As discussed previously, hydrogen purification devices may be operated at elevated temperatures and/or pressures. Both of these operating parameters may impact the design of enclosures 12 and other components of the devices. For example, consider a hydrogen purification device 10 operated at a selected operating temperature above an ambient temperature, such as a device operating at 400° C. As an initial matter, the device, including enclosure 12 and separation assembly 20, must be constructed from a material that can withstand the selected operating temperature, and especially over prolonged periods of time and/or with repeated heating and cooling off cycles. Similarly, the materials that are exposed to the gas streams preferably are not reactive or at least not detrimentally reactive with the gases. An example of a suitable material is stainless steel, such as Type 304 stainless steel, although others may be used.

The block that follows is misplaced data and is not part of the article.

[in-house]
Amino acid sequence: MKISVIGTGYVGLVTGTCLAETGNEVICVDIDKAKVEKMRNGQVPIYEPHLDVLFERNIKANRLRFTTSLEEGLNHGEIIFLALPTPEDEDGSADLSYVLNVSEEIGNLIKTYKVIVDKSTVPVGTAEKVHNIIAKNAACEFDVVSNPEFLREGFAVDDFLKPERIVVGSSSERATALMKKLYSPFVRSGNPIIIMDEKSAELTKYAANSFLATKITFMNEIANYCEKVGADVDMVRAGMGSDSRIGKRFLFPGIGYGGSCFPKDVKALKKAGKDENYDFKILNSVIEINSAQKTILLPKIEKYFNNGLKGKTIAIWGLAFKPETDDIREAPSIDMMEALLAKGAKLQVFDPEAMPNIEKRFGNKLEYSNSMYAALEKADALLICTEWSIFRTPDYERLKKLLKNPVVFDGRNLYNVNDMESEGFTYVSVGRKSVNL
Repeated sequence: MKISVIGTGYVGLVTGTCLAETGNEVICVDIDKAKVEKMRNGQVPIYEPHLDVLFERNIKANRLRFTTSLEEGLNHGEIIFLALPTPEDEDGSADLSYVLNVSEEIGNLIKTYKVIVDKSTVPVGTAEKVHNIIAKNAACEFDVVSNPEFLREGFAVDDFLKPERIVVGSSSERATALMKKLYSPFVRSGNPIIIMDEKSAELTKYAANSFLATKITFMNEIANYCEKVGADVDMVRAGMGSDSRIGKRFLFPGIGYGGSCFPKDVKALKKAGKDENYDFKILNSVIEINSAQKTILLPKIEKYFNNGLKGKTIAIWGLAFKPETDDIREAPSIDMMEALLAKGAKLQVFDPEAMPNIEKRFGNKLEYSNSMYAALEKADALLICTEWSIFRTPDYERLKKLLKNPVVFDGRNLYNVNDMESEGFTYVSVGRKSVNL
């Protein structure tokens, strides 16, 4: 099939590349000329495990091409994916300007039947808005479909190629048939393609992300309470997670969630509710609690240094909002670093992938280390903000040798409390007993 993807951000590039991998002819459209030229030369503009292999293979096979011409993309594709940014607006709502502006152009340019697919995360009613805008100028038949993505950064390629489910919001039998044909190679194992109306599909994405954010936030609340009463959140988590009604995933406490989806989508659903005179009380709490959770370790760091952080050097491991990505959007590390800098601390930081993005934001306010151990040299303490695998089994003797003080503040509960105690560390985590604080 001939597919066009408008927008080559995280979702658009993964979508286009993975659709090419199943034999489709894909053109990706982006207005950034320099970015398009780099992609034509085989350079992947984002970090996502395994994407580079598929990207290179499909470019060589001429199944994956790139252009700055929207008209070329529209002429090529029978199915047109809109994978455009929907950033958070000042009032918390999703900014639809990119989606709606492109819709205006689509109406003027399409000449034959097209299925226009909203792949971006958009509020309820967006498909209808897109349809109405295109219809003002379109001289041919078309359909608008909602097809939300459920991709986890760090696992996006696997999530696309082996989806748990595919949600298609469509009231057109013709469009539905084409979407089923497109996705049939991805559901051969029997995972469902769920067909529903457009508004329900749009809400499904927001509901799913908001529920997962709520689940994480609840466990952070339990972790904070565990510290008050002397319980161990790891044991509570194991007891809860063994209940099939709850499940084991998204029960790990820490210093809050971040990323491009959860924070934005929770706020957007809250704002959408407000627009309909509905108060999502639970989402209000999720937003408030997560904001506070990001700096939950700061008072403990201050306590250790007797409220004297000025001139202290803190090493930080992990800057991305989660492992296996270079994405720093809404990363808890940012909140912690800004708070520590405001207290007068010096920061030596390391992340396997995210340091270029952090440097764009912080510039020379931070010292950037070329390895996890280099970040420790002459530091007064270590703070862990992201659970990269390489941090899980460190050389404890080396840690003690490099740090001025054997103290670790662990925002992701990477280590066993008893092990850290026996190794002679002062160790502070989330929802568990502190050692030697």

Besides the thermal and reactive stability described above, operating device 10 at a selected elevated temperature requires one or more heating assemblies 42 to heat the device to the selected operating temperature. When the device is initially operated from a shutdown, or unheated, state, there will be an initial startup or preheating period in which the device is heated to the selected operating temperature. During this period, the device may produce a hydrogen-rich stream that contains more than an acceptable level of the other gases, a hydrogen-rich stream that has a reduced flow rate compared to the byproduct stream or streams (meaning that a greater percentage of the hydrogen gas is being exhausted as byproduct instead of product), or even no hydrogen-rich stream at all. In addition to the time to heat the device, one must also consider the heat or thermal energy required to heat the device to the selected temperature. The heating assembly or assemblies may add to the operating cost, materials cost, and/or equipment cost of the device. For example, a simplified end plate 60 is a relatively thick slab having a uniform thickness. In fact, Type 304 stainless steel plates having a uniform thickness of 0.5″ or 0.75 inches have proven effective to support and withstand the operating parameters and conditions of device 10. However, the dimensions of these plates add considerable weight to device 10, and in many embodiments require considerable thermal energy to be heated to the selected operating temperature. As used herein, the term “uniform thickness” is meant to refer to devices that have a constant or at least substantially constant thickness, including those that deviate in thickness by a few (less than 5%) along their lengths. In contrast, and as used herein, a “variable thickness” will refer to a thickness that varies by at least 10%, and in some embodiments at least 25%, 40% or 50%.